That Gleam in Apple's Eye May Be for Anobit
Dec 13, 2011 3:11 PM PT
Cupertino is said to be offering between US$400 million and $500 million.
If the story is true, the deal would make strategic sense for Apple, Brian Marshall, an analyst at the ISI Group, wrote in a note to investors.
However, the rumored purchase will have little effect on the flash industry, Paul McWilliams, editor of Next Inning Technology, told MacNewsWorld.
"Marvell has 70-to-80 percent of the market for flash controllers," McWilliams said. "Anobit is a rounding error in this situation -- it's too small to worry about."
Neither Apple nor Anobit responded to our requests to comment for this story.
What's An Anobit?
Anobit, which was founded in 2006, makes flash memory controllers used by flash manufacturers, consumer electronics vendors, and storage system providers. It's headquartered in Israel, and has subsidiaries in the United States and Korea.The company has raised a total of $76 million from various backers. It has filed 95 patents, of which 21 have been granted.
Anobit's key asset is its embedded consumer flash controller technology -- MSP, or memory signal processing -- according to ISI's Marshall.
Why Apple Might Lust After Anobit
Apple's possible acquisition of Anobit would be in line with its philosophy of vertical integration and its use of Anobit's technology.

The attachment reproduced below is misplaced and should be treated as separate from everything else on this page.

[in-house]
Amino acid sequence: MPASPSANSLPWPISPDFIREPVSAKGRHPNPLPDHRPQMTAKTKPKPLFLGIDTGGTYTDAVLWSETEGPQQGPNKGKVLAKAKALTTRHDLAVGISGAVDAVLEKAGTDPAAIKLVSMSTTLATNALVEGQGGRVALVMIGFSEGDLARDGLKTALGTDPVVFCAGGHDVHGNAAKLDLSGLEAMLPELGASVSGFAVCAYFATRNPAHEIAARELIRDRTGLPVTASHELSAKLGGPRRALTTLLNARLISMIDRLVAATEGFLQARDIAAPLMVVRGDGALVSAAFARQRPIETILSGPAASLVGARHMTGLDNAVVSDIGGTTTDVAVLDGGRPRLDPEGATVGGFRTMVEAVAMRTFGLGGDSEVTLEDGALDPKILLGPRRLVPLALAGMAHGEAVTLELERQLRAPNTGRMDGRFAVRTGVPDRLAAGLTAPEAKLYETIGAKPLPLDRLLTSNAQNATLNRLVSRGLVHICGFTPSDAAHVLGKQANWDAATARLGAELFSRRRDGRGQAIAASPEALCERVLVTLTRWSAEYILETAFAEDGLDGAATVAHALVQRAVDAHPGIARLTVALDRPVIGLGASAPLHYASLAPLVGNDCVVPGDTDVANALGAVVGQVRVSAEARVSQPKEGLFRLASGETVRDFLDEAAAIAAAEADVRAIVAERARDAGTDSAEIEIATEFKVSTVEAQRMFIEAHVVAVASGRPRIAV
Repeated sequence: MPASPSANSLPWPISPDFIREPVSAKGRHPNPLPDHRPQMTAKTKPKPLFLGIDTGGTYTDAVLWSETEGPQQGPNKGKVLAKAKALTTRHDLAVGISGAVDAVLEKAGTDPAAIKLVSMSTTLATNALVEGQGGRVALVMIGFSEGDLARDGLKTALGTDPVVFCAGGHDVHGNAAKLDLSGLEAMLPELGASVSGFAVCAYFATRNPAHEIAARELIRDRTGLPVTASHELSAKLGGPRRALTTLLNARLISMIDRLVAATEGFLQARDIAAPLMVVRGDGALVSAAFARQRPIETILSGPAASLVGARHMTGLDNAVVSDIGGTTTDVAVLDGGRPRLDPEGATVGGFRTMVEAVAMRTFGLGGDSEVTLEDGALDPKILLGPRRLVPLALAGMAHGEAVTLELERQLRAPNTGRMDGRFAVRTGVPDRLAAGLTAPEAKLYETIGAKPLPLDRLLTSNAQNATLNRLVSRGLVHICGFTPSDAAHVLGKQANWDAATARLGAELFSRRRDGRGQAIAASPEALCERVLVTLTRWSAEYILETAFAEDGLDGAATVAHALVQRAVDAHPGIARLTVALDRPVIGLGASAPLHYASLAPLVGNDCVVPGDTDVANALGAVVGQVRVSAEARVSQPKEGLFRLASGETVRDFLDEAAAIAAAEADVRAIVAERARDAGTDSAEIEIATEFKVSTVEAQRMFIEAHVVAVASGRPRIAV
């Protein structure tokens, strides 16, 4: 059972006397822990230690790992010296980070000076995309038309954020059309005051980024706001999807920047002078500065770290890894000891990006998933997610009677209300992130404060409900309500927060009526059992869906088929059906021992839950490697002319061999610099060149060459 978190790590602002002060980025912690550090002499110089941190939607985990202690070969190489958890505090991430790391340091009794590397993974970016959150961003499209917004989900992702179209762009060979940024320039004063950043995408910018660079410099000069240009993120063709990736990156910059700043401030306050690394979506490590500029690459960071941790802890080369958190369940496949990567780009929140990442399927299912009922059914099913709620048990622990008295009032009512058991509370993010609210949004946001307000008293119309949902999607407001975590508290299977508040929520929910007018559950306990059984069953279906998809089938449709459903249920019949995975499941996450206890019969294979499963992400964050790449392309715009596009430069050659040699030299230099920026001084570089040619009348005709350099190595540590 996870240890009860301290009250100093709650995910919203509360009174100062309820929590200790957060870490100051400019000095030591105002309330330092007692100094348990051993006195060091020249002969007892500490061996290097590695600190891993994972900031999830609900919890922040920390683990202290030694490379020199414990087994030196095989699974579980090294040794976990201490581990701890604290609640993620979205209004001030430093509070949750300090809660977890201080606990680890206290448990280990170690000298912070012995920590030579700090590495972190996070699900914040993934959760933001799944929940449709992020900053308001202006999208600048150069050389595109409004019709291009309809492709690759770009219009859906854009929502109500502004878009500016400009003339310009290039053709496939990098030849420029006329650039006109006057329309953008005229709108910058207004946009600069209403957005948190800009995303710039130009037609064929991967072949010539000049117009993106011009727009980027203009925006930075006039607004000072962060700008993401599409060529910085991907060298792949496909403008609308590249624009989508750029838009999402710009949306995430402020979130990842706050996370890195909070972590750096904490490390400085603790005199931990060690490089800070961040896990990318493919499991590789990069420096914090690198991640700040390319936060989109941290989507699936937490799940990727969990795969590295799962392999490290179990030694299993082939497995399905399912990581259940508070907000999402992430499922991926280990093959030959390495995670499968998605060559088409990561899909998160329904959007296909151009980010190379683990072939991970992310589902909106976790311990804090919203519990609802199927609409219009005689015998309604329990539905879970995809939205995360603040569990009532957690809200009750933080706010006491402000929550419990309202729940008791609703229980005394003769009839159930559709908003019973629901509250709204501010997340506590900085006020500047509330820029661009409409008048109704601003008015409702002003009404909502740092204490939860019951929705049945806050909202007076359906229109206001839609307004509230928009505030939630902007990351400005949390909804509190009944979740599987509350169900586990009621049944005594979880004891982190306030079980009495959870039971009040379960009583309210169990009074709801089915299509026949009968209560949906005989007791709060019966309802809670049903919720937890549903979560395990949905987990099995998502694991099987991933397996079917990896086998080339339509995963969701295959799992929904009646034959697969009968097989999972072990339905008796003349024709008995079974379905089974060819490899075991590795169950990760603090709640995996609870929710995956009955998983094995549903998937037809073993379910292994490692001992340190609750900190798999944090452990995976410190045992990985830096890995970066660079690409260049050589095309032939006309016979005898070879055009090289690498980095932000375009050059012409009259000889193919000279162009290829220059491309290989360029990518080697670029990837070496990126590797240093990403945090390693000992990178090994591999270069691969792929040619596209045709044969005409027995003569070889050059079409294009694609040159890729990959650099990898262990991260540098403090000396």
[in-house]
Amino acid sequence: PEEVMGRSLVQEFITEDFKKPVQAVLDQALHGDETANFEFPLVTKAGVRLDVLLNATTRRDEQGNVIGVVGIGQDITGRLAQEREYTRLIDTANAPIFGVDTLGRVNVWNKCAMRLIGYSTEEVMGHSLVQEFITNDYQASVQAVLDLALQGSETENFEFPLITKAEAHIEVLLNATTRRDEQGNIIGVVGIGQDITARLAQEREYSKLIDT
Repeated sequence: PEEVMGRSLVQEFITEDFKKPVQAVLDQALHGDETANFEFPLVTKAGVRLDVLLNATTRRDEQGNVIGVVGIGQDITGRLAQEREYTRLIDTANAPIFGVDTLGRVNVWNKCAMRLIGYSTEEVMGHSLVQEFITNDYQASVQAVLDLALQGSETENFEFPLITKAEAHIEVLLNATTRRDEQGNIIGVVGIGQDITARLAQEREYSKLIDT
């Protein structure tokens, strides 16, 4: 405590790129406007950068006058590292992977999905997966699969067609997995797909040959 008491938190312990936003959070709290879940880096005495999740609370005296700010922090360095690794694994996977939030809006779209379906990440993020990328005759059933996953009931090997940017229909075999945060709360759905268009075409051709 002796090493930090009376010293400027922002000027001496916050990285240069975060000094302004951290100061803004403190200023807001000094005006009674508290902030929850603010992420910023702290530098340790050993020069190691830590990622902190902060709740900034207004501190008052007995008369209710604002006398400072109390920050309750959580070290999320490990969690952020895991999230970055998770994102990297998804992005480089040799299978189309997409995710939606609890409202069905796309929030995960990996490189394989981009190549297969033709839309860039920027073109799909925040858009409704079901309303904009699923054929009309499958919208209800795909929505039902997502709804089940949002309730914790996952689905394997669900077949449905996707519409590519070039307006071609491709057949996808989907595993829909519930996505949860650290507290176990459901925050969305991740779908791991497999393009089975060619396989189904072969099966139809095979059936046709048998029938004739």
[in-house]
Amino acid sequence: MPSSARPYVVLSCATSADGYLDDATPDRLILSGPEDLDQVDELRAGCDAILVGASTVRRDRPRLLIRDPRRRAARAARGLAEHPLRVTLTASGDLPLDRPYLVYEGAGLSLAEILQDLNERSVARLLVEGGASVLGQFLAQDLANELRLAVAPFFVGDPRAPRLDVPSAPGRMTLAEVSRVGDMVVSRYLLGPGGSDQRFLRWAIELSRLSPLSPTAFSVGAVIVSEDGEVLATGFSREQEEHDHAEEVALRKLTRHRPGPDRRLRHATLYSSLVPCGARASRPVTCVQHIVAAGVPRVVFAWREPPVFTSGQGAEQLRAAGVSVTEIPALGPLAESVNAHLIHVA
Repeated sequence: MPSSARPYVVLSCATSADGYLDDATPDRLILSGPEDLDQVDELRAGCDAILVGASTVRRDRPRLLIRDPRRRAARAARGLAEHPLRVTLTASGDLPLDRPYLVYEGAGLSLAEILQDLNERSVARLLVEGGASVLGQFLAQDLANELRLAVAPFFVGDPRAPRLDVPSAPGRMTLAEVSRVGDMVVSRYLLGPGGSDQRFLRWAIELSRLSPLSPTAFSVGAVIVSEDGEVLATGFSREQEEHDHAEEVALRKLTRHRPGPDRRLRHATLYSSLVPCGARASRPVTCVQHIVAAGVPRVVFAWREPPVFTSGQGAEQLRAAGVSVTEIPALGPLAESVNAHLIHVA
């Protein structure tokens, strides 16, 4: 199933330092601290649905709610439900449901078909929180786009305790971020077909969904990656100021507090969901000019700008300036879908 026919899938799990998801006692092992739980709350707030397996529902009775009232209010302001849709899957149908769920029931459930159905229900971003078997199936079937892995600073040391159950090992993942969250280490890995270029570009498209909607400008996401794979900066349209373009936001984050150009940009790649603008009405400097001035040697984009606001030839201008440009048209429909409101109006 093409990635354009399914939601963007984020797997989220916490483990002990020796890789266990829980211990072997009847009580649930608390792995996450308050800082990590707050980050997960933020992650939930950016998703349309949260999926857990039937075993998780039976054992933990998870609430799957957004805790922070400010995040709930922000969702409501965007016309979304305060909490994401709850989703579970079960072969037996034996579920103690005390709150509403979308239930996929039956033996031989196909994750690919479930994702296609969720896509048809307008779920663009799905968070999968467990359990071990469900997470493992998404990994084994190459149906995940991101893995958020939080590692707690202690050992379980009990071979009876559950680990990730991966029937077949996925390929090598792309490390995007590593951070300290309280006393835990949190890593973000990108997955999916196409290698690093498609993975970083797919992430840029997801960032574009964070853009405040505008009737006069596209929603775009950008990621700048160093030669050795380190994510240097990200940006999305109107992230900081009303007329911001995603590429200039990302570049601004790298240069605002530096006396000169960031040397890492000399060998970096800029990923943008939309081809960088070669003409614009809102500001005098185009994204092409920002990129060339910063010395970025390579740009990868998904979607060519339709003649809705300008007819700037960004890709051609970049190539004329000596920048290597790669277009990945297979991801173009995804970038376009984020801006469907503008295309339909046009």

Cupertino purchased two chipmakers in two years, first PA Semi for about $280 million in 2008, then Intrinsity in 2010.
If Apple were to purchase Anobit, it would be "to have flash controller technology in-house and to remove it from the hands of competitors who might be using it today, such as Samsung," Marshall told MacNewsWorld.
Planning for the Future
"Apple uses its supply chain to gain competitive advantage," Carl Howe, a director at the Yankee Group, told MacNewsWorld.
It prepays suppliers for parts and so gets the best price and delivery position for them, resulting in "all other manufacturers seeing huge shortages of those parts in some cases because Apple has, in essence, locked up the majority of part production in advance," Howe explained.
For example, in 2005, Apple disclosed that it had agreed to prepay Samsung and other flash suppliers more than $1 billion to guarantee flash shipments through 2010.
If the report about Cupertino's plans to purchase Anobit is true, it would indicate "that Apple has now moved into the next phase of that supply chain strategy -- it not only buys up the parts supply, but it's buying the company that makes those parts," Howe remarked.
With Apple's war chest of $80 billion and "a dramatically growing worldwide market" for products that use flash memory, an outlay of $500 million "would be cheap insurance to guarantee that Apple can sell and deliver those parts," he pointed out.
Into the Future With the Flash
Apple's also using Anobit's technology, but does so differently from other companies.
"Right now, we package up NAND flash and a flash controller and put them in a box that looks like a hard disk drive," Next Inning's McWilliams said. "Apple was the first company to take NAND flash chips, put them on its motherboard, and use controller chips to make that look like a drive."
That's the direction toward which NAND Flash will evolve, McWilliams predicted.
"There's no reason for flash drives to look physically like a solid state drive," he elaborated.
No Permanent Enemies in Business
Apple is the world's largest purchaser of flash memory.
Samsung, meanwhile, makes about 30 percent of the world's NAND flash.
However, Apple's rumored purchase of Anobit, if true, probably won't impact Samsung significantly.
"Apple probably consumes 35 percent of flash made worldwide, so it partners with all flash vendors, including Samsung, Toshiba, Hynix and IMFT, the joint venture between Intel and Micron," ISI's Marshall pointed out.